Following behind Mr. Singh among the least valuable politicians was Mr. Scheer. It’s a bit of a surprise, Mr. Bozinoff said, given how his firm’s polling has consistently suggested that the Conservatives are pulling ahead of the Liberals. Mr. Bozinoff said that perhaps people expect more from Mr. Scheer heading into an election year. The Conservatives do have a few standout reasons to celebrate this year: two byelection wins and the defection of Leona Alleslev (Aurora-Oak Ridges-Richmond Hill, Ont.), a former Liberal. There’s also the fact that the Liberal government increasingly faces a hostile field of premiers who are working to undermine its carbon tax plan, which has given Mr. Scheer more allies.
NDP House Leader Ruth Ellen Brosseau (Berthier-Maskinongé, Que.) edged out Ms. Freeland and Liberal MP Sean Fraser (West Nova, N.S.) as the top up-and-comer. Ms. Brosseau was a bright spot for the NDP in what’s otherwise been a year dogged by headlines chronicling the party’s diminished political fortunes. The unlikely politician has impressed politicos on the Hill, who see her as a hardworking advocate for her rural constituents in Quebec.
Mr. Fraser, for his part, has seen his stock rise, thanks to his promotion to the job of parliamentary secretary to Environment Minister Catherine McKenna (Ottawa Centre, Ont.). The backbencher who represents Central Nova, N.S.—formerly a Conservative stronghold—has been entrusted with helping sell Canadians on the feds’ plan for addressing climate change.
In third spot was Ms. Freeland, who arguably has surpassed the title, given her role as top diplomat and her meteoric rise.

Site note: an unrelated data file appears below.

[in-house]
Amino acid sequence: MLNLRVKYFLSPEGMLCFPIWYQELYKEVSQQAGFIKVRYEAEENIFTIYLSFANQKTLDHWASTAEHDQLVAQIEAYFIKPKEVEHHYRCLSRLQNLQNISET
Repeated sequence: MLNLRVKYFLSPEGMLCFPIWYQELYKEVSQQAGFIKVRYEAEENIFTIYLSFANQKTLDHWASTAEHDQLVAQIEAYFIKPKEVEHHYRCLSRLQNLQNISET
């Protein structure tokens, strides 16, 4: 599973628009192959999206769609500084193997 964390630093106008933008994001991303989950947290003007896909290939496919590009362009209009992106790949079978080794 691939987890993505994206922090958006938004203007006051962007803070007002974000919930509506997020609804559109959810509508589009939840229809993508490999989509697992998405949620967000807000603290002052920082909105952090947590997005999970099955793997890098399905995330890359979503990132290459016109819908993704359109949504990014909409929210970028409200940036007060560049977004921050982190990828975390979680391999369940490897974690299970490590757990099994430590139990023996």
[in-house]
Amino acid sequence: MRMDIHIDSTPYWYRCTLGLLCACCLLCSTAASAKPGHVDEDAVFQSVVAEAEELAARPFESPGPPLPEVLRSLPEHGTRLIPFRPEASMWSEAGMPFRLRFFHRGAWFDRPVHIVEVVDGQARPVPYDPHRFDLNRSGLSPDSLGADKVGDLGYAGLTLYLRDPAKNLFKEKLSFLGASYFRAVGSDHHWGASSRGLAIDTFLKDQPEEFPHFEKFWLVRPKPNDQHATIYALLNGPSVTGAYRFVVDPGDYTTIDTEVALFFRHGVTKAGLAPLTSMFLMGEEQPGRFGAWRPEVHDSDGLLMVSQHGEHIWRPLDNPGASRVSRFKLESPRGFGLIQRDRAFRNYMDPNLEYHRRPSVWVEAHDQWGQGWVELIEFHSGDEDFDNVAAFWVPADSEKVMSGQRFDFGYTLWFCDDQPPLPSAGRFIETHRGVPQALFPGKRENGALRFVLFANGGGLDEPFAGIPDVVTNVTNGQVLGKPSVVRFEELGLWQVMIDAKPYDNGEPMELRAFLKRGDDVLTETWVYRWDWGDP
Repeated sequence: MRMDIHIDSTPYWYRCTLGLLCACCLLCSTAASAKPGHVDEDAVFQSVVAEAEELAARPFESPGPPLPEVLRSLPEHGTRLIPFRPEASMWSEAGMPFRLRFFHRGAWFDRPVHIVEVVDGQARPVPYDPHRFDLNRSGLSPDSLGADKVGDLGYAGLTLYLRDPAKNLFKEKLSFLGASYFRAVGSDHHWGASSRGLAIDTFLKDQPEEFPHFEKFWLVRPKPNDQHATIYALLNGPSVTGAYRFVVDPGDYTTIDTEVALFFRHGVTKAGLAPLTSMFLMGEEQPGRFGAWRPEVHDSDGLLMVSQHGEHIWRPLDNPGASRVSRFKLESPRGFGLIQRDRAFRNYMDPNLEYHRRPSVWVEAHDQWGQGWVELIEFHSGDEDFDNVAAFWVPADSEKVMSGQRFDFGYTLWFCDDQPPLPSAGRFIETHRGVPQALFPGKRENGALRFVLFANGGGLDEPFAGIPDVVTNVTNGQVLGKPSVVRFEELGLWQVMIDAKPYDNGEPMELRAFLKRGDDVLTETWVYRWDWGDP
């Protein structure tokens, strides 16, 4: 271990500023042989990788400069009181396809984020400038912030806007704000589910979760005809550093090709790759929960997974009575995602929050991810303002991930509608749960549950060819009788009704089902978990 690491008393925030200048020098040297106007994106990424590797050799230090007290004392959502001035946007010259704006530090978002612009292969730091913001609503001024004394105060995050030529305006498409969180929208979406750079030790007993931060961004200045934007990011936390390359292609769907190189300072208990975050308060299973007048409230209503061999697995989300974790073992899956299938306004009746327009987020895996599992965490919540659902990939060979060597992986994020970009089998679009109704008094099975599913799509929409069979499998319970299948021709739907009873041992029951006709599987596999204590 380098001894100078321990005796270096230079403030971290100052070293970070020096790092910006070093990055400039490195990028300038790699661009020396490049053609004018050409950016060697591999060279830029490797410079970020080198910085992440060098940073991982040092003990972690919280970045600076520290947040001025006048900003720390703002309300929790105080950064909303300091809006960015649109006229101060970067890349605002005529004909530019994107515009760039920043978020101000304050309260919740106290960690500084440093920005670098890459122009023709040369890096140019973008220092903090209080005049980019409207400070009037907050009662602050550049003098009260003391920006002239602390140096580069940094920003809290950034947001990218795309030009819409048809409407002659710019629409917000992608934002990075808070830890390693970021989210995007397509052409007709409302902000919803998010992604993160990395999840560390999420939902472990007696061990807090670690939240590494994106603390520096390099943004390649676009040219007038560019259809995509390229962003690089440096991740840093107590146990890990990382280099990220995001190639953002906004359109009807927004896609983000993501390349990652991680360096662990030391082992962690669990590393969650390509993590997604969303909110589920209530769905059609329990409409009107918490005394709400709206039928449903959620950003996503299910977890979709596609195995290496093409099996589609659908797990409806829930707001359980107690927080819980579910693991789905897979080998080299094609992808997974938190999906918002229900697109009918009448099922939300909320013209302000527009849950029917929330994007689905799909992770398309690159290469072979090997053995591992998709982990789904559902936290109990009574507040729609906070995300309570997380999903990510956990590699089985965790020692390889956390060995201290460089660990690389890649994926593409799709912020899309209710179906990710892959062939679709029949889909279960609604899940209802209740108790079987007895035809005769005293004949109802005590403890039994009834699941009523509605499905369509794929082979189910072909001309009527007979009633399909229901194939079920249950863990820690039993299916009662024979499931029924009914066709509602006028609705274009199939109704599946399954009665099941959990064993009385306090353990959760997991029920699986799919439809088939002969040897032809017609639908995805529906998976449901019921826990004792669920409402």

As for the biggest political comebacks, Ontario Premier Doug Ford claimed that honour. Mr. Ford seized on the downfall of Patrick Brown, once considered a shoo-in for the post, and the unpopularity of Kathleen Wynne, to stage his comeback. And he wasted no time in announcing his return during his first few months in office, gunning for political rivals and threatening to invoke the notwithstanding clause to push his legislative agenda through.
Next in line was Mr. Bernier, who refused to be sidelined in the Conservative caucus after losing the leadership race. Following behind him was Finance Minister Bill Morneau (Toronto Centre, Ont.), who appears to have rebounded from last year’s ethical blunders over his failure to declare his hideaway in France.
Among those respondents wish would make a comeback is former Conservative prime minister Stephen Harper. Liberals, however, would have you believe that Mr. Harper is still the puppet master. He’s regularly used as a foil and fundraising magnet in the Conservative Party’s wildly successful fundraising campaigns.
Mr. Harper hasn’t necessarily been quiet. In his latest commentary, he appeared on Fox News last week to argue in favour of Washington’s campaign to ban the use of Huawei’s equipment in the development of infrastructure for 5G mobile networks.
Another former prime minister made the cut. Peak Chrétien nostalgia took hold this year. Ex-Liberal prime minister Jean Chrétien threw a big bash on the Hill to mark the 25th anniversary of his party’s “landmark” 1993 election win, which launched his 10-year run as prime minister. It drew the party faithful, both his former ministers and current Liberal MPs and staffers. Then he released a political memoir, My Stories, My Times, to coincide with that anniversary.
There was also a lot of love for Mr. Chrétien and Mr. Harper on the literary front. Both of their books claimed the top spots for best political books of the year. (Mr. Harper’s book, Right Here, Right Now: Politics and Leadership in the Age of Disruption, on the rise of populism, was chosen.)
Meanwhile, Former NDP MP Megan Leslie, former prime minister Brian Mulroney, Mr. Singh, and former Conservative MP Peter MacKay all tied in third place for those who people hope will make a comeback.
Topping the list of most approachable ministers is Innovation Minister Navdeep Bains (Mississauga-Malton, Ont.). Perhaps that’s no surprise, given that he is the most lobbied minister, as the man in charge of writing cheques to innovators and burnishing the party’s image on innovation. Mr. Trudeau, Science Minister Kirsty Duncan (Etobicoke North, Ont.), and Agriculture Minister MacAulay (Cardigan, P.E.I.)—who recently celebrated 30 straight years in Parliament—rounded out that list.